It has been few weeks of intense Uganda-Rwanda war of words on social media. Netizens have been driving this in either countries – and clearly, the letter from President Museveni to his Rwandan counterpart Paul Kagame, just added petrol to the hot tempers.
Museveni’s letter was not one to be understood by superfluous readers. Many undiscerning people therefore especially on the Rwandan side, completely missed its point.
No wonder, they embarked on insulting Mr Museveni, who actually is least bothered by people who abuse him. That is the hallmark which separates Museveni from Kagame. The ability to rule one’s emotions in the face of trying moments, even moments trying one’s personality.
Museveni’s March 10, 2019 letter was too long for a diplomatic note. For anyone however who has been reading Mr Museveni’s letters to newspapers, Dr Kizza Besigye or Bobi Wine, etc, the Ugandan leader usually overwrites when there is something he wants to communicate in more detail.
Nevertheless, the letter to President Kagame was actually too short compared to what Mr Museveni should have addressed himself to. And the most important words in the letter were actually in the conclusion. “What is wrong is for Rwanda agents to try to operate behind the Government of Uganda. I get a lot of stories; but I will never raise them unless I have confirmed them.”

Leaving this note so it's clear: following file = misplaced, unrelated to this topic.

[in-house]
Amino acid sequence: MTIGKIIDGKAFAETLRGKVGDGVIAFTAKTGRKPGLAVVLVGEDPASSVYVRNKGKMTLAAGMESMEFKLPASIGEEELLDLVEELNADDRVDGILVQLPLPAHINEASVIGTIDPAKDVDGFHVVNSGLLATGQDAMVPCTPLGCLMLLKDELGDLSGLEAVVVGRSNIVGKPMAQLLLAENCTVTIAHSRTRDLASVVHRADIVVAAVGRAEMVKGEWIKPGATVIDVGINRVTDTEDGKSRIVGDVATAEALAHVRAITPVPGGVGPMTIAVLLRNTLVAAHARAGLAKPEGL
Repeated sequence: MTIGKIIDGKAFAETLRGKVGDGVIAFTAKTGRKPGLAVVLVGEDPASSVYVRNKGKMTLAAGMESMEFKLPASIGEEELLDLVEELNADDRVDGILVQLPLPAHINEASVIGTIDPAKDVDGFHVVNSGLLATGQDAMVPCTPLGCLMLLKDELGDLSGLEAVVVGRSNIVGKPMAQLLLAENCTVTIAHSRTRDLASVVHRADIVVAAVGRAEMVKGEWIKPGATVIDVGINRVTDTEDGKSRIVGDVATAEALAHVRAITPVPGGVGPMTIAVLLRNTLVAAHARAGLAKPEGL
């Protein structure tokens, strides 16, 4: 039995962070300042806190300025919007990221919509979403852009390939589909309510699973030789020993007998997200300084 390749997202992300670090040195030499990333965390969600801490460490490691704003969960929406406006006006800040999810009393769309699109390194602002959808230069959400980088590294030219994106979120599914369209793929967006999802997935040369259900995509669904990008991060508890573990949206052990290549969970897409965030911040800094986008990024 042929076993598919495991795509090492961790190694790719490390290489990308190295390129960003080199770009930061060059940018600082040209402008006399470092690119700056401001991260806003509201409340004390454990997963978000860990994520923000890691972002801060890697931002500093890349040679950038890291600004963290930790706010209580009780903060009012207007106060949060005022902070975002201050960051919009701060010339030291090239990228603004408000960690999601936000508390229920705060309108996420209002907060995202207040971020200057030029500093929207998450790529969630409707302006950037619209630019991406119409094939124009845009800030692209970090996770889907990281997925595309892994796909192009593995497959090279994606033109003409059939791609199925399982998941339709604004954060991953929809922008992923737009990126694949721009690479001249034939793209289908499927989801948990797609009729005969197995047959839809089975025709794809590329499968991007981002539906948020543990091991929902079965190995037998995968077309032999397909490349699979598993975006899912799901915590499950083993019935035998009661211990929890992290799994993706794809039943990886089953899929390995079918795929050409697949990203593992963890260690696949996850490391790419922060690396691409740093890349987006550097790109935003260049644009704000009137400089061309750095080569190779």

To start with, it is important to understand the father and son relationship between Mr Museveni and Mr Kagame. Anyone who doesn’t appreciate this – misses the whole point. It was equally intriguing watching Mr Kagame explaining to his officers recently about the interactions between him and his Ugandan counterpart. Only over enthusiastic people can read beyond the expressions of Mr Kagame. Despite the rant of a frustrated person, he was so respectful of his mentor. I am certain, if that frustration was caused by other leaders in the neighbourhood, Mr Kagame should have used other words.
That said, it’s a pity that some people are throwing insults on either side. Particularly the social brigade in Kigali.
My two cents on the matter is that soon or later, Museveni and Kagame will be talking and the talkers on either borders will swallow their vomit.
Back to Museveni’s letter.
My instincts tell me that this must have been very painfully 766 words. Museveni must have slept over it for a number of days, carefully selecting words which I know only Museveni and Kagame or their insiders can accurately decode.
When Museveni accuses Rwanda working behind Uganda’s lines and also not speaking out anything unless he is very sure of what is being said, Museveni was passing a message.
That only could explain why Mr Museveni admitted to meeting one of the rebels against the government of Rwanda. And like he observes in the conclusion, it seems he believed Mukankusi’s narrative of events, of how her husband was killed, had passed Museveni’s test.
In Museveni imploring Mr Kagame to use the law, he must have believed his Rwandan counterpart isn’t using it. And for the safety of the accused, Museveni insists the Ugandan courts should be used.
And this is where Rwanda, disagrees fundamentally with Mr Museveni on how to handle the rebels situation. This is the part where the leadership in Rwanda believes Mr Museveni and his government are undermining them.
In that proposal, Mr Museveni said everything he wanted. He said – check yourself- what’s eating you is inside you, not outside.
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